The challenge is that when this occurs, it may trigger inflammation and changes in the gut flora (normal gut bacteria) that could then lead to problems within the digestive tract or in distant systems and organs. The scientific evidence is exploding with studies that demonstrate that changes in the intestinal bacteria and inflammation may play a role in the development of many chronic conditions.

“Disruption of the intestinal barrier results in increased intestinal permeability, which in turn facilitates translocation of harmful substances and pathogens into the bloodstream”.4

What causes intestinal permeability?

The key factors to consider in the etiology of intestinal permeability are:

Causes of intestinal permeability

Some people may have a genetic predisposition to intestinal permeability and may be more sensitive to changes in the digestive system. One study found that high mucosal permeability (leaky gut) was associated with the presence of a CARD15 3020ins C mutation.5 These findings would indicate that genetic factors may be involved in impairment of intestinal barrier function.

However, a more recent study (2015) could not identify a scientifically significant link between alterations in specific genes which would explain an impaired intestinal barrier function in people suffering from ulcerative colitis.6

Certainly, greater scientific research is required to identify precisely how genetic factors (DNA) ‘weigh in’ on the pathogenesis of intestinal permeability. At this point it would appear that genetically encoded variants are not casual and may emphasize the importance of additional environmental factors that play a significant role.

Risk factors for intestinal permeability

  • Liver disease – Non-alcoholic fatty liver disease (NAFLD) and non-alcoholic steatohepatitis (NASH)7
  • Infectious intestinal pathogens, including various bacteria (E. Coli) and viruses8
  • Dysbiosis of the microbiota
  • Celiac Disease9, 10,  11,
  • Food allergies and food sensitvities12, 13, 14
  • Proton Pump Inhibitors such as omeprazole and Iansoprazole
  • Non-steroidal anti-inflammatory drugs (NSAIDS)
  • Lipopolysaccharides (LPS)
  • High processed foods such as processed meats
  • High fat (processed) diet, exposure to trans-fatty-acids
  • GMO grains such as wheat, barley, rice, soy and corn
  • The gluten component gliadin
  • The use of pesticides, fungicides, insecticides on crops
  • The use of hormones and antibiotics in animals
  • Heavy metal exposure
  • CAFOs and the exposure of animals to unhealthy conditions, low quality food, drugs and arsenic.
  • Chemical ingredients in food such as artificial sweeteners, artificial preservatives, colourings, and flavourings.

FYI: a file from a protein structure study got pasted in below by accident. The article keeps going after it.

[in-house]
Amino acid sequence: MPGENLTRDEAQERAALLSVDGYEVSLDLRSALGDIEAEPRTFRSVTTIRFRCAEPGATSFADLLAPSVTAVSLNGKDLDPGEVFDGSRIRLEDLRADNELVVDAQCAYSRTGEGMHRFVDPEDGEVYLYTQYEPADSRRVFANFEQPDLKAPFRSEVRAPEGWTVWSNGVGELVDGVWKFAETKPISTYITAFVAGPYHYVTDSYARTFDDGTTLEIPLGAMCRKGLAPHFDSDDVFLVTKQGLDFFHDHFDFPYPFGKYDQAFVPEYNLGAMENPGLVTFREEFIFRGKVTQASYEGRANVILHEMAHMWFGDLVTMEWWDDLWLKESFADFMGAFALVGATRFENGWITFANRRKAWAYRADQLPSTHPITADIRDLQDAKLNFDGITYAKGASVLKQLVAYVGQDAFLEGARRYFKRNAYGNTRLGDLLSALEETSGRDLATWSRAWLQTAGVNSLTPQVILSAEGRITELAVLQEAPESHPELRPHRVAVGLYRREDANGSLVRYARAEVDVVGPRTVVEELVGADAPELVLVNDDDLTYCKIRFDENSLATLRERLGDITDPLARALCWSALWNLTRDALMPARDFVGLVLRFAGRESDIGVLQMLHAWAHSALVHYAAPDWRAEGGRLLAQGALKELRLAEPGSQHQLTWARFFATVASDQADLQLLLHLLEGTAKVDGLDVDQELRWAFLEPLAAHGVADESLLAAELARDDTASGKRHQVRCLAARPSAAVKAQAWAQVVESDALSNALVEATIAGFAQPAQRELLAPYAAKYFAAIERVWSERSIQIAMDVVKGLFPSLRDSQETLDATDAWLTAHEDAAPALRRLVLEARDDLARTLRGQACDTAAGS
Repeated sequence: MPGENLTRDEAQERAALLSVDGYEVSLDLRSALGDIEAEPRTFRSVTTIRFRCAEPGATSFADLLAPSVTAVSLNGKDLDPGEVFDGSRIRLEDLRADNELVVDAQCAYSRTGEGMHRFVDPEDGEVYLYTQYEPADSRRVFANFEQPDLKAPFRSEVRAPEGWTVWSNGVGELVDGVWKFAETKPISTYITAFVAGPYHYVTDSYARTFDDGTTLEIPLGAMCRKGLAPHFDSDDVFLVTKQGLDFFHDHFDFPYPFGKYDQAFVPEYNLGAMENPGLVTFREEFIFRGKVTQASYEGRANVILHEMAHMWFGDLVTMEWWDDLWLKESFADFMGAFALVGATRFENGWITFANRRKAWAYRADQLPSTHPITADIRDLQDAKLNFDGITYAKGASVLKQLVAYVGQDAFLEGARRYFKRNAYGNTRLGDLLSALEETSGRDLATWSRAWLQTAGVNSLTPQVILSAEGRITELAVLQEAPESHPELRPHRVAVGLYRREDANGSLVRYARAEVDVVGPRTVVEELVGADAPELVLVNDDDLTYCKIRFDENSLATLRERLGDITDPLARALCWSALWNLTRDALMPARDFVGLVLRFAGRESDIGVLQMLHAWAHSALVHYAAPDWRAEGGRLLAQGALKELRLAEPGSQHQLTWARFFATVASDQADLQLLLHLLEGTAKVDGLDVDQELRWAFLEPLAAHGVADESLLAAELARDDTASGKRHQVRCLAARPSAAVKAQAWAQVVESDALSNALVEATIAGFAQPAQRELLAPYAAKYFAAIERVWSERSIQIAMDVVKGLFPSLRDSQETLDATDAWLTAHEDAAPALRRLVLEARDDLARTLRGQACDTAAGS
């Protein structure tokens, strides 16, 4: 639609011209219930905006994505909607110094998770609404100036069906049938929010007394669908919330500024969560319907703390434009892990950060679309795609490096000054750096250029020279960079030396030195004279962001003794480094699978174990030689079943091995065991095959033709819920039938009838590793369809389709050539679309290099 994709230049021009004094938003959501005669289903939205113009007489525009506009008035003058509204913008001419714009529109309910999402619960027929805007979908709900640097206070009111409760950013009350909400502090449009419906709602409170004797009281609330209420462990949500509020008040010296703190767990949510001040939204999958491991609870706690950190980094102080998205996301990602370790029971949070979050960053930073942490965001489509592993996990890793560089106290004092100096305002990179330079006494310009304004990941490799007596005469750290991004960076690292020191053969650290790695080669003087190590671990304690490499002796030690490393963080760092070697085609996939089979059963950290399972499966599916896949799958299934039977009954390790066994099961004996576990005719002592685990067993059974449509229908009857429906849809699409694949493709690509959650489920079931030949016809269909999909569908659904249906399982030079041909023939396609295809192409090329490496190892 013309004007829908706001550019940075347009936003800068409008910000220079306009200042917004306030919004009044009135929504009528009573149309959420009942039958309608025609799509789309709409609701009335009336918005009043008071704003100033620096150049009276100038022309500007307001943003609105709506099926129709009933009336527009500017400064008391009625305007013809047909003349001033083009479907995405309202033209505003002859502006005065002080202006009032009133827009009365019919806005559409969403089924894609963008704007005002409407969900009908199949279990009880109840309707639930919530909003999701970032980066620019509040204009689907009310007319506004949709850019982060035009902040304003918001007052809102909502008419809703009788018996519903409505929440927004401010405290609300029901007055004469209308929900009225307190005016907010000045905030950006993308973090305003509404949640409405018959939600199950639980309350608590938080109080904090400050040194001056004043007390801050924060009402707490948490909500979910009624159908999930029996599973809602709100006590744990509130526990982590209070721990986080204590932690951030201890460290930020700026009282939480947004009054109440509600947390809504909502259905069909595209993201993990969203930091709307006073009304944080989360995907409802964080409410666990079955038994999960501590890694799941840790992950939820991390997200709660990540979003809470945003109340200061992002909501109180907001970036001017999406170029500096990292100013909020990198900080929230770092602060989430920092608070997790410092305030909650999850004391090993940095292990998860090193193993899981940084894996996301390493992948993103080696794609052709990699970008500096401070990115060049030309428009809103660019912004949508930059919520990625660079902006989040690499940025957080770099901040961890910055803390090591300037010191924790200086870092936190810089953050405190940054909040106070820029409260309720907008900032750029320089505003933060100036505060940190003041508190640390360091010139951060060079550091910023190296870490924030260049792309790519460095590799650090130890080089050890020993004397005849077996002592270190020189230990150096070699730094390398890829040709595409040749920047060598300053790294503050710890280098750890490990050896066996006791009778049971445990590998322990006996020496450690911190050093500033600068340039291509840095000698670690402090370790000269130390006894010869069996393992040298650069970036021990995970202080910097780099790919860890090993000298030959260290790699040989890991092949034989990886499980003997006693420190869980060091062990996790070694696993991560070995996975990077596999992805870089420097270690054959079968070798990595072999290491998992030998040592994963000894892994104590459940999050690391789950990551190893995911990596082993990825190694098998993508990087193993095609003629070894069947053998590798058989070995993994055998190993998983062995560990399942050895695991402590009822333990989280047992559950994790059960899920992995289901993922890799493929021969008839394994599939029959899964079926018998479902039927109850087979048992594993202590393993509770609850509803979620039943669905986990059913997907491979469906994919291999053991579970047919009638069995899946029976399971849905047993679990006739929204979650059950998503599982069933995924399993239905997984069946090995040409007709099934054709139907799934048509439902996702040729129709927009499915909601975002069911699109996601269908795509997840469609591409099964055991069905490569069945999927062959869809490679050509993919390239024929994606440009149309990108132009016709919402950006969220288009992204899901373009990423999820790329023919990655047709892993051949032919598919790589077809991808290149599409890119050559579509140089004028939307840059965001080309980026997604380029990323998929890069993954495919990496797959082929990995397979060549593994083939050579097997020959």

• Abundant use of plasticizers such as bisphenol A in food and beverage containers and therefore human exposure to xenoestrogens and xenobiotics.
  • Antibiotic use
  • Drugs such as antacids and histamine 2 blockers
  • Consumption of alcohol
  • Psycho-emotional stress
  • Genetic predisposition

It would appear that the modern lifestyle may actually be the main driver of gut inflammation. There is strong evidence to suggest that the ‘standard’ Western diet, heavy alcohol use, smoking, sedentary lifestyle and social and psychological influences such as stress, disrupt the delicate balance within the gut.

Whether it be through exposure in food, water or air, various common pathogens have developed mechanisms that target the tight junction’s proteins within the intestinal wall. By disrupting the tight junction complex, permeability of the gut increases and the pathogens may cross the barrier in the bloodstream. Gastrointestinal pathogens that mediate changes in intestinal wall permeability include E. coli, salmonella, helicobacter pylori, clostridium, and rotaviruses.15

Various drugs have been associated with the occurrence of intestinal permeability (leaky gut). Of those, proton pump inhibitors (PPIs) and non-steroidal anti-inflammatory drugs (NSAIDS) belong to the most prescribed medications worldwide, and are often used in combination.

Proton pump inhibitors are used to reduce the production of acid by blocking the enzyme in the wall of the stomach that produces acid. It is most prescribed for people suffering from esophageal, duodenal and stomach ulcers, and gastroesophageal reflux disease (GERD). The scientific research demonstrates that PPIs directly contribute to the formation of intestinal permeability and may increase the user’s risks for developing secondary symptoms and diseases.16, 17, 18